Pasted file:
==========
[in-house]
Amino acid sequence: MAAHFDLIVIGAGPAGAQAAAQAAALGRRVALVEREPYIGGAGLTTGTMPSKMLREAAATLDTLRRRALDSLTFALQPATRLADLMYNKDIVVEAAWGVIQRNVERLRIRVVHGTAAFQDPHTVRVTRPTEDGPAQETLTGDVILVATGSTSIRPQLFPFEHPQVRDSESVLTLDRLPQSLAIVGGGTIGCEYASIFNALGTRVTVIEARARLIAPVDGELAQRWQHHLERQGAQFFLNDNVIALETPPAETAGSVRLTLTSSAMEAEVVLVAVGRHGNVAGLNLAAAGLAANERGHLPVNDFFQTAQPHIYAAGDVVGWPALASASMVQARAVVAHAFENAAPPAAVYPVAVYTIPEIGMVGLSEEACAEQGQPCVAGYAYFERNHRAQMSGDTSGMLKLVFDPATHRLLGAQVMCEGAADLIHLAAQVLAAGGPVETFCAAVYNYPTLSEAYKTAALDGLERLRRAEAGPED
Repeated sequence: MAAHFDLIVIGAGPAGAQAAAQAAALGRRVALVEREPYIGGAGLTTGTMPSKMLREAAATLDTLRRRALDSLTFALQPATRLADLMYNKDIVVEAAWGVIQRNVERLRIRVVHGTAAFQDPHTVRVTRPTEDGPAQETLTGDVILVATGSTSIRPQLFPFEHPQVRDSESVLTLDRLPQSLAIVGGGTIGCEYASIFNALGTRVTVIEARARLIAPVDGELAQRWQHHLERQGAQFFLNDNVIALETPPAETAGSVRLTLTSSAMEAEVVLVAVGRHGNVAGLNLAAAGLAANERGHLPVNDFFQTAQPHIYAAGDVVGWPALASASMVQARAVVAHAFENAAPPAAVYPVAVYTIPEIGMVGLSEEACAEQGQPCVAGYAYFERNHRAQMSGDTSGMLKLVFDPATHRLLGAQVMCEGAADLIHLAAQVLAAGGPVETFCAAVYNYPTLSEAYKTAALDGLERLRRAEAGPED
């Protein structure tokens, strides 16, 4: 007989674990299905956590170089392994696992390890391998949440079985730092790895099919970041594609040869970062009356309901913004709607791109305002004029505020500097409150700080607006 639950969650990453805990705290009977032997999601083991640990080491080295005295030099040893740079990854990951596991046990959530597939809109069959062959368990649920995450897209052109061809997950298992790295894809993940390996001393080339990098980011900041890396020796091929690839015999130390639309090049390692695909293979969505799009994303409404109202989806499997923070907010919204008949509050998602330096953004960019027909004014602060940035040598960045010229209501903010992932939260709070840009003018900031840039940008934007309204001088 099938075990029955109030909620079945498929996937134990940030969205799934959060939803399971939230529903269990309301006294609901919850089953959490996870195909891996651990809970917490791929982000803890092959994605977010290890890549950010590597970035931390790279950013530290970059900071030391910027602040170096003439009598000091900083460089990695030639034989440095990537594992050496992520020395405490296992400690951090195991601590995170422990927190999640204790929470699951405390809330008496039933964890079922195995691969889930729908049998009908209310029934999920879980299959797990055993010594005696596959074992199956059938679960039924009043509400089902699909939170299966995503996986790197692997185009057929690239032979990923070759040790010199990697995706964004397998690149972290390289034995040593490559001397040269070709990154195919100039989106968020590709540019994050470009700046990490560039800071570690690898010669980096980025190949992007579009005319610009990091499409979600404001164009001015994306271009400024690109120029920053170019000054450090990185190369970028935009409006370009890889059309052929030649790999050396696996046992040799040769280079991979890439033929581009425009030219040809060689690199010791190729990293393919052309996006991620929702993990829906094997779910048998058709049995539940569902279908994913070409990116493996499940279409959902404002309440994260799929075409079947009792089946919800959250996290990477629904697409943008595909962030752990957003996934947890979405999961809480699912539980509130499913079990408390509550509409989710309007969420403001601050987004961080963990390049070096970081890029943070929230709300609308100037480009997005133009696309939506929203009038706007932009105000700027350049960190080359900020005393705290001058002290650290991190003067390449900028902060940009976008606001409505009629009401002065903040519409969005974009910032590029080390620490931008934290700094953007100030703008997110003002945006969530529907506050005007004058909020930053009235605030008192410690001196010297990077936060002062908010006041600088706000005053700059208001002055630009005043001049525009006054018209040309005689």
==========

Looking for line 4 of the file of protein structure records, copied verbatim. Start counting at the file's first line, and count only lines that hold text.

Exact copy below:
């Protein structure tokens, strides 16, 4: 007989674990299905956590170089392994696992390890391998949440079985730092790895099919970041594609040869970062009356309901913004709607791109305002004029505020500097409150700080607006 639950969650990453805990705290009977032997999601083991640990080491080295005295030099040893740079990854990951596991046990959530597939809109069959062959368990649920995450897209052109061809997950298992790295894809993940390996001393080339990098980011900041890396020796091929690839015999130390639309090049390692695909293979969505799009994303409404109202989806499997923070907010919204008949509050998602330096953004960019027909004014602060940035040598960045010229209501903010992932939260709070840009003018900031840039940008934007309204001088 099938075990029955109030909620079945498929996937134990940030969205799934959060939803399971939230529903269990309301006294609901919850089953959490996870195909891996651990809970917490791929982000803890092959994605977010290890890549950010590597970035931390790279950013530290970059900071030391910027602040170096003439009598000091900083460089990695030639034989440095990537594992050496992520020395405490296992400690951090195991601590995170422990927190999640204790929470699951405390809330008496039933964890079922195995691969889930729908049998009908209310029934999920879980299959797990055993010594005696596959074992199956059938679960039924009043509400089902699909939170299966995503996986790197692997185009057929690239032979990923070759040790010199990697995706964004397998690149972290390289034995040593490559001397040269070709990154195919100039989106968020590709540019994050470009700046990490560039800071570690690898010669980096980025190949992007579009005319610009990091499409979600404001164009001015994306271009400024690109120029920053170019000054450090990185190369970028935009409006370009890889059309052929030649790999050396696996046992040799040769280079991979890439033929581009425009030219040809060689690199010791190729990293393919052309996006991620929702993990829906094997779910048998058709049995539940569902279908994913070409990116493996499940279409959902404002309440994260799929075409079947009792089946919800959250996290990477629904697409943008595909962030752990957003996934947890979405999961809480699912539980509130499913079990408390509550509409989710309007969420403001601050987004961080963990390049070096970081890029943070929230709300609308100037480009997005133009696309939506929203009038706007932009105000700027350049960190080359900020005393705290001058002290650290991190003067390449900028902060940009976008606001409505009629009401002065903040519409969005974009910032590029080390620490931008934290700094953007100030703008997110003002945006969530529907506050005007004058909020930053009235605030008192410690001196010297990077936060002062908010006041600088706000005053700059208001002055630009005043001049525009006054018209040309005689």